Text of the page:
Although a rare mineral, coltan is found in many countries throughout the world. Extracting it is not difficult, and exploratory coltan mines are quite common. But not all of the countries that extract it do so ethically. The products that come from this extraction are a crucial component of many modern electronics, particularly phones, DVD players, many video gaming systems, and some of the most modern computers. The mineral itself is a mixture of columbite and tantalite, from which niobium and tantalum can eventually be obtained. These are then used in the most sensitive electronics.
Sites already exist in Australia, Brazil, Canada, the Democratic Republic of Congo, China, Ethiopia, and Mozambique. Among those, the most ethical are considered to be Australia, Brazil, and Canada. Most of the others suffer from poor regulation and oversight, which potentially leaves the workers open to dangerous abuses.
However, in no location is this danger so pronounced as the Democratic Republic of Congo. Long notorious for "conflict diamonds" produced for Western consumption at the expense of totally unsupervised workers in horrible conditions, the local mineral operations are much the same.
For this reason, a number of companies refuse to purchase from the DRC, China, Ethiopia, and Mozambique. Considering the availability from other sources and the much more ethical methods used there, no real reason exists to use anything from conflict coltan mines.
With the increasing demand for the minerals it's no surprise that new locations are constantly being explored. Current expeditions are evaluating sites in Saudi Arabia, Egypt, Uganda, Greenland, the US, Finland, and Afghanistan. Of this group, only a handful seem to have the necessary infrastructure to support refinement, storage, and move the product successfully while also keeping an eye on workers.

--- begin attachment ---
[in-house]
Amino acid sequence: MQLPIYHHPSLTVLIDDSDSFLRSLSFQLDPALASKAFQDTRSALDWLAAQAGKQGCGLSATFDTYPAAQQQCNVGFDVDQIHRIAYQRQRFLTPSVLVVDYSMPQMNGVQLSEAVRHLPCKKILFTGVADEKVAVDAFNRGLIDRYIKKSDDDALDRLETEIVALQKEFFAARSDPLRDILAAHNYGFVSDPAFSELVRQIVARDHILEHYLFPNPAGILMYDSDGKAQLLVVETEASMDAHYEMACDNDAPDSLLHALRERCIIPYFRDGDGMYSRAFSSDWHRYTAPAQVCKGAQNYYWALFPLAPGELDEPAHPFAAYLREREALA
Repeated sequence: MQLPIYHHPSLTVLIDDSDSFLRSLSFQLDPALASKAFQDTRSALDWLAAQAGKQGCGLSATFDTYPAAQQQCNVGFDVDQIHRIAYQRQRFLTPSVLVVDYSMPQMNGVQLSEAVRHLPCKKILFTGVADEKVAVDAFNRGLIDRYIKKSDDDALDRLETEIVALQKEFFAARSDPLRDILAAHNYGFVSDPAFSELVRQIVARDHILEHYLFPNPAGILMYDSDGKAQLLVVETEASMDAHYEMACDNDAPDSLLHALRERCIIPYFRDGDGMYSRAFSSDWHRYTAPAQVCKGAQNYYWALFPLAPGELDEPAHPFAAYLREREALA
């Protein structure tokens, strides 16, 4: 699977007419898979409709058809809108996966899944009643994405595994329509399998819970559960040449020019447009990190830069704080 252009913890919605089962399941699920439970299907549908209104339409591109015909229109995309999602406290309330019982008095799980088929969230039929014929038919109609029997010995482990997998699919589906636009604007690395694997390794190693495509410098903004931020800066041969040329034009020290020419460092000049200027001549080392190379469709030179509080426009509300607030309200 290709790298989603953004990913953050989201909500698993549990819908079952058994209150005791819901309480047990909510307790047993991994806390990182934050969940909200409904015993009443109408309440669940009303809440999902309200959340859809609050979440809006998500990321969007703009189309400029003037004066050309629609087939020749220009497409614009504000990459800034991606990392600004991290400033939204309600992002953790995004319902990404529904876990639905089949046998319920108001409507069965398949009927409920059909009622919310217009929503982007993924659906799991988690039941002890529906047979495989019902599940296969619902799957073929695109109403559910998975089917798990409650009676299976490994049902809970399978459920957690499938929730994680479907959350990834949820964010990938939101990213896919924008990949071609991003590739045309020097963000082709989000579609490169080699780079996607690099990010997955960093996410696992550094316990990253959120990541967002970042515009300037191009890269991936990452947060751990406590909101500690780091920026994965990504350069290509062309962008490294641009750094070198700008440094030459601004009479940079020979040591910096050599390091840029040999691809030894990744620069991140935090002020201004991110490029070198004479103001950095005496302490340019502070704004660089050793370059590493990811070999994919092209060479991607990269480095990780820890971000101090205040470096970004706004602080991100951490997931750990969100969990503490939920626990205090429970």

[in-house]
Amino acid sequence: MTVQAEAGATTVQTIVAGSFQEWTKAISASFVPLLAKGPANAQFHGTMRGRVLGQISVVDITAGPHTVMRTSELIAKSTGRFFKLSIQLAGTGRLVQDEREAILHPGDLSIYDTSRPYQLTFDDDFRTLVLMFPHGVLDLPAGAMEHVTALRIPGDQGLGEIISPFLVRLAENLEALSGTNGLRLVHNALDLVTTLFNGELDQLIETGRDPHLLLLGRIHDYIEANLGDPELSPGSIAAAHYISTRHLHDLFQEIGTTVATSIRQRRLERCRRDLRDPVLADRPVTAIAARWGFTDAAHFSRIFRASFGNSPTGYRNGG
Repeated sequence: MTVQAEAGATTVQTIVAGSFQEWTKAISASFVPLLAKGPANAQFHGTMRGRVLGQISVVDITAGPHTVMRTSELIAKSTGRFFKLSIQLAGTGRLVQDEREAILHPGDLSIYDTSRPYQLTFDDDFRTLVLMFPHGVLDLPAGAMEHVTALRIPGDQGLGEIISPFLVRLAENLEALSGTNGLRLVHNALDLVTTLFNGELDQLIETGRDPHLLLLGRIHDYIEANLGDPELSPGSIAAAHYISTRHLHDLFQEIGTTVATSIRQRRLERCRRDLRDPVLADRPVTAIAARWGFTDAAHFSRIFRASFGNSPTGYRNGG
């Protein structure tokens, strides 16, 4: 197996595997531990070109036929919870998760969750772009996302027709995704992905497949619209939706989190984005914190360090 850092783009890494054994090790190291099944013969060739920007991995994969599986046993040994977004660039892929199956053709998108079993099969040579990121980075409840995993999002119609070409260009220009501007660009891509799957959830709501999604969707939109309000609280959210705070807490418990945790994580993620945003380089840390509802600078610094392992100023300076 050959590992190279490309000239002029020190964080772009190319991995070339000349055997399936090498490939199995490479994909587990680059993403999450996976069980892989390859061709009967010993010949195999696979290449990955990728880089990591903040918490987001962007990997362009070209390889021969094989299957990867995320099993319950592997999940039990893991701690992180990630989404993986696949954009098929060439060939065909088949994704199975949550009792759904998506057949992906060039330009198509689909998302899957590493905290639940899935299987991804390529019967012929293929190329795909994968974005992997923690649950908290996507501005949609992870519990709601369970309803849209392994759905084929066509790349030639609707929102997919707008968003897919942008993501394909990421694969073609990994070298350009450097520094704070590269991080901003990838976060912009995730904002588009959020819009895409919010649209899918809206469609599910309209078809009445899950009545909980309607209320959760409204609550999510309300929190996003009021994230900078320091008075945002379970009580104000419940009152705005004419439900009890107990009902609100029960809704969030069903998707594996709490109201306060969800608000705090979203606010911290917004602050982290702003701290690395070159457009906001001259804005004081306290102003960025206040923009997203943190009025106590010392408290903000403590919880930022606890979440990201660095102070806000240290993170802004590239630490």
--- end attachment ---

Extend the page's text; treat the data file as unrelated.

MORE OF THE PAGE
The minerals found directly in the ground are not useful in their raw, unrefined state. They will be taken out and further separated into their components, which are then eventually used for electronics manufacturing. It is common for companies to extract the ore in one location, ship it to another, refine and/or package it there, and then move it onward to its final destination. For this reason it is not guaranteed that you will find a packaging and storage plant in the same location as the actual point of extraction. It will usually be nearby to facilitate faster shipments, but it isn't guaranteed to be in the same country. As a result, it's important to always ask where the product comes from directly.
The areas where coltan mines can be found are very diverse. There is not a lot of obvious geological similarity between Greenland and Egypt or Canada and the Democratic Republic of Congo. The answer is not particularly simple. Few scientists have devoted their time to researching the geologic underpinnings of this important natural resource. Most of the energy from the academic world, journalists, and the more scrupulous producers alike is devoted almost entirely to bringing the abuses present in the DRC and elsewhere into the popular consciousness. What is clear, however, is that the prevalence of these deposits around the world has only just started to become evident. It is quite likely that more will be discovered in the future.